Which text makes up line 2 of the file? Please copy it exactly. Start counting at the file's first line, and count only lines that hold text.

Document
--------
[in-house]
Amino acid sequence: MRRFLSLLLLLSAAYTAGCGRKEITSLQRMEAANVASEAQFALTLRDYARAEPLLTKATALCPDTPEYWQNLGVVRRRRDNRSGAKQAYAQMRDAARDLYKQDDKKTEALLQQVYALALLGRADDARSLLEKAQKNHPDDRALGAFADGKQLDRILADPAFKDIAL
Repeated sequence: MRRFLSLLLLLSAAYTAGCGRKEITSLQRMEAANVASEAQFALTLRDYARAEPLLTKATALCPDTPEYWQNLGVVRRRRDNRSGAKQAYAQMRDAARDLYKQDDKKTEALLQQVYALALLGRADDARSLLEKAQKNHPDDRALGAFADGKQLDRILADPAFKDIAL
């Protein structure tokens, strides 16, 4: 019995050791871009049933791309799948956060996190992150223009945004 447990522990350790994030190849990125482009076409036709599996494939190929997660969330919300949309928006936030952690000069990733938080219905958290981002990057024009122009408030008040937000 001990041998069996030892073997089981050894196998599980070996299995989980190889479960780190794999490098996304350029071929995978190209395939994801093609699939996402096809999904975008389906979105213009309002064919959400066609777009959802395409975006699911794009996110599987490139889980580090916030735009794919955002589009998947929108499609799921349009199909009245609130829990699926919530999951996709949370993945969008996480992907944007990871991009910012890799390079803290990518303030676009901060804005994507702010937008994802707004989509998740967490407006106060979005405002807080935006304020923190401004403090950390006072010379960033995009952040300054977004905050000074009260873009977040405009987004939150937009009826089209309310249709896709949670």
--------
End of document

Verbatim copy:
Amino acid sequence: MRRFLSLLLLLSAAYTAGCGRKEITSLQRMEAANVASEAQFALTLRDYARAEPLLTKATALCPDTPEYWQNLGVVRRRRDNRSGAKQAYAQMRDAARDLYKQDDKKTEALLQQVYALALLGRADDARSLLEKAQKNHPDDRALGAFADGKQLDRILADPAFKDIAL